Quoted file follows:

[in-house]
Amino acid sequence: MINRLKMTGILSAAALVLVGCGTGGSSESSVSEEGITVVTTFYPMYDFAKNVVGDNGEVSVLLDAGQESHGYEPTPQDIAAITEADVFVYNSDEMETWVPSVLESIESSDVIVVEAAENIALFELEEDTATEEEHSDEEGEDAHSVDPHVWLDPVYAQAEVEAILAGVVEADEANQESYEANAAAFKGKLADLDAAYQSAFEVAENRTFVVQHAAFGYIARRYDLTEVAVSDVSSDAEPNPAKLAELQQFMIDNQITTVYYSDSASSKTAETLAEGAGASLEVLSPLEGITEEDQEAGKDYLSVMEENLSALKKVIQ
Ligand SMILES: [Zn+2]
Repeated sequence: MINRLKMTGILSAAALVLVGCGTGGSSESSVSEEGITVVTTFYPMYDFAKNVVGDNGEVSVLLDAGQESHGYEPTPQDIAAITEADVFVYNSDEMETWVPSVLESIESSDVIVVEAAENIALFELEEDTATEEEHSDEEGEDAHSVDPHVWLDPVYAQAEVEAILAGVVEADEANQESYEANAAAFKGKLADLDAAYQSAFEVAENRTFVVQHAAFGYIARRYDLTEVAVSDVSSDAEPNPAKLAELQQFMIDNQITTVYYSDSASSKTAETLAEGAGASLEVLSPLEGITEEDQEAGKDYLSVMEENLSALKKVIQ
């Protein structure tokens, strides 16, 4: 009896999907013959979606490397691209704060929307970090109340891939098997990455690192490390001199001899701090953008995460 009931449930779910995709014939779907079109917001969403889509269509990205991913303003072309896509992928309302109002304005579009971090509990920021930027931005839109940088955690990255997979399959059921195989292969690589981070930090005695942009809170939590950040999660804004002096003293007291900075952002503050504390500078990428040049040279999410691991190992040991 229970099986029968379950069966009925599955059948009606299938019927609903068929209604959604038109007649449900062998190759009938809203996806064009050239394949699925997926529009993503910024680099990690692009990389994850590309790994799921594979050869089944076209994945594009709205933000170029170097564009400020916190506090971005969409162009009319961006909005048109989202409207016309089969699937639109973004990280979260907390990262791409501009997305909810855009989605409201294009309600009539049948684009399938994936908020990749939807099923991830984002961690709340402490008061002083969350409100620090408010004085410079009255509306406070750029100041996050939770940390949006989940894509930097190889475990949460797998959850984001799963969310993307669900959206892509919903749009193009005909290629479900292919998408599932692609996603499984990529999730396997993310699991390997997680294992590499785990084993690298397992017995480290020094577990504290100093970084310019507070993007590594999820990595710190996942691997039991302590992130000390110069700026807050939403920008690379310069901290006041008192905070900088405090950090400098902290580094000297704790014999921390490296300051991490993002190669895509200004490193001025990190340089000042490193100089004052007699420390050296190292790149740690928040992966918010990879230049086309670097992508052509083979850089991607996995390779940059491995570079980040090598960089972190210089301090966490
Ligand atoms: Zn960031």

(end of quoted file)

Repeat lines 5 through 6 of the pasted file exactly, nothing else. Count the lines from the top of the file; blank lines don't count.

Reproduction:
């Protein structure tokens, strides 16, 4: 009896999907013959979606490397691209704060929307970090109340891939098997990455690192490390001199001899701090953008995460 009931449930779910995709014939779907079109917001969403889509269509990205991913303003072309896509992928309302109002304005579009971090509990920021930027931005839109940088955690990255997979399959059921195989292969690589981070930090005695942009809170939590950040999660804004002096003293007291900075952002503050504390500078990428040049040279999410691991190992040991 229970099986029968379950069966009925599955059948009606299938019927609903068929209604959604038109007649449900062998190759009938809203996806064009050239394949699925997926529009993503910024680099990690692009990389994850590309790994799921594979050869089944076209994945594009709205933000170029170097564009400020916190506090971005969409162009009319961006909005048109989202409207016309089969699937639109973004990280979260907390990262791409501009997305909810855009989605409201294009309600009539049948684009399938994936908020990749939807099923991830984002961690709340402490008061002083969350409100620090408010004085410079009255509306406070750029100041996050939770940390949006989940894509930097190889475990949460797998959850984001799963969310993307669900959206892509919903749009193009005909290629479900292919998408599932692609996603499984990529999730396997993310699991390997997680294992590499785990084993690298397992017995480290020094577990504290100093970084310019507070993007590594999820990595710190996942691997039991302590992130000390110069700026807050939403920008690379310069901290006041008192905070900088405090950090400098902290580094000297704790014999921390490296300051991490993002190669895509200004490193001025990190340089000042490193100089004052007699420390050296190292790149740690928040992966918010990879230049086309670097992508052509083979850089991607996995390779940059491995570079980040090598960089972190210089301090966490
Ligand atoms: Zn960031």